Please reply, if only to explain how wrong my basic ideas are. The more information you can give me, the happier I will be! I've had trouble getting any consistent information until I found this site.

Also, sorry about the length. I cut down a couple of points, but this was as small as I felt I could go without giving up hope on someone actually understanding my reasoning.



--The word sounded strange and exotic in my ears and the small hairs on my arms stirred. "Qalibr," I said. "The hilt came out of a mould. Ex-Qalibr. That's where you got the name!"
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Adam Simmonds

Location: Henley-on-Thames
Joined: 10 Jun 2006

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PostPosted: Sun 28 Jan, 2007 12:48 am    Post subject:         Reply with quote

Hi all, interesting thread.

Just to toss my 2 cents in, I would like to point out that alot of misconceptions are fostered, as some have already mentioned, when we take 'evolution' to be a term describing a purely linear development through time from worst - best, primitive - sophisticated, simple - complex. If this were the case, swords made these days would be superior to those made centuries ago - simply because they have been manufactured at a later date, succeeding and therefore (so goes the idea) superseeding their ancestors. Ofcourse, this is not the case.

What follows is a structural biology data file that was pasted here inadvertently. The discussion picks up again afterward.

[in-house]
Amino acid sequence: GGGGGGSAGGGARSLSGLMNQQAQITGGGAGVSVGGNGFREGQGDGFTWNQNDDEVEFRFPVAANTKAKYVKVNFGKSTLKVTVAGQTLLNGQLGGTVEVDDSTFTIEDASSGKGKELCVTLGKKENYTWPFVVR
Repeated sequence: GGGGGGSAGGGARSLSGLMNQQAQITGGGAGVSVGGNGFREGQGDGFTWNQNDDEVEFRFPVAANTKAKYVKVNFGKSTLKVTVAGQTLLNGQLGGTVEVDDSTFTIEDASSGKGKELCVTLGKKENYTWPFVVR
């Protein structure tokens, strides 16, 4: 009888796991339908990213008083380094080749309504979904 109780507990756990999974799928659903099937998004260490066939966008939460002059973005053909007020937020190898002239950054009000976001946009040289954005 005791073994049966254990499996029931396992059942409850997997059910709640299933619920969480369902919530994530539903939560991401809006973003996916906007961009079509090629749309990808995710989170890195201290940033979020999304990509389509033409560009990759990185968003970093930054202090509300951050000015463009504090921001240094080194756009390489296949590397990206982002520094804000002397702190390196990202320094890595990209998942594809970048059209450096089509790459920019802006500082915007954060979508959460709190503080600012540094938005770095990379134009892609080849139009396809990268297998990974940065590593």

Evolution happens regionally, contextually, as a process of adaptation and mutation to fit the ever changing aspects of an environment moving through time and space. So a two handed longsword will be best equipped to deal with one situation while a light single handed sword or a dagger will be best suited to alternate situations. A cheap wallhanger may very well be the 'best' (ie most appropriate) 'sword' for the context of someone who wants a cheap and flashy decorative object.
Context is all important for understanding the driving force behind adaptations, mutations - evolutions. Idealogies of linear evolutions with corresponding 'progresses' (from simple - advanced) are unrealistic, widely accepted and, counter evolutionary.

Cheers, Adam S.
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Vincent Le Chevalier

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PostPosted: Sun 28 Jan, 2007 5:47 am    Post subject:         Reply with quote


Interesting discussion, and I'd like to share my thoughts on some of the points debated...